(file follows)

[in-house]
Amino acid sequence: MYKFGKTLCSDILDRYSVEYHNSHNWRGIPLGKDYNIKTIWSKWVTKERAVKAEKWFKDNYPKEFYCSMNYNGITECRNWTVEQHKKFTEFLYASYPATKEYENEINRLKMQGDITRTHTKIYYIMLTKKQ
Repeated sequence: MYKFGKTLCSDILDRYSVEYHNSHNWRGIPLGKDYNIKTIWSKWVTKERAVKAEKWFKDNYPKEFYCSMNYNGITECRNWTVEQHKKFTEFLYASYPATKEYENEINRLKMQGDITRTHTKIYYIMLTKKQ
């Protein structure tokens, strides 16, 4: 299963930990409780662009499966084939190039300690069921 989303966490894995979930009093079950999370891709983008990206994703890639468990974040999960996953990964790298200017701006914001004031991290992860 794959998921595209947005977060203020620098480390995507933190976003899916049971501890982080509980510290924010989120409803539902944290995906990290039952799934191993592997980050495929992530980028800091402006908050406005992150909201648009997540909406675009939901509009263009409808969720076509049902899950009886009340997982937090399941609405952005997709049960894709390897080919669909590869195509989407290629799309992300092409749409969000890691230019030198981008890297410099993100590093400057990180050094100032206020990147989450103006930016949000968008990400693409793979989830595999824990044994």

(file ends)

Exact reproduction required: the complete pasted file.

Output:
[in-house]
Amino acid sequence: MYKFGKTLCSDILDRYSVEYHNSHNWRGIPLGKDYNIKTIWSKWVTKERAVKAEKWFKDNYPKEFYCSMNYNGITECRNWTVEQHKKFTEFLYASYPATKEYENEINRLKMQGDITRTHTKIYYIMLTKKQ
Repeated sequence: MYKFGKTLCSDILDRYSVEYHNSHNWRGIPLGKDYNIKTIWSKWVTKERAVKAEKWFKDNYPKEFYCSMNYNGITECRNWTVEQHKKFTEFLYASYPATKEYENEINRLKMQGDITRTHTKIYYIMLTKKQ
């Protein structure tokens, strides 16, 4: 299963930990409780662009499966084939190039300690069921 989303966490894995979930009093079950999370891709983008990206994703890639468990974040999960996953990964790298200017701006914001004031991290992860 794959998921595209947005977060203020620098480390995507933190976003899916049971501890982080509980510290924010989120409803539902944290995906990290039952799934191993592997980050495929992530980028800091402006908050406005992150909201648009997540909406675009939901509009263009409808969720076509049902899950009886009340997982937090399941609405952005997709049960894709390897080919669909590869195509989407290629799309992300092409749409969000890691230019030198981008890297410099993100590093400057990180050094100032206020990147989450103006930016949000968008990400693409793979989830595999824990044994």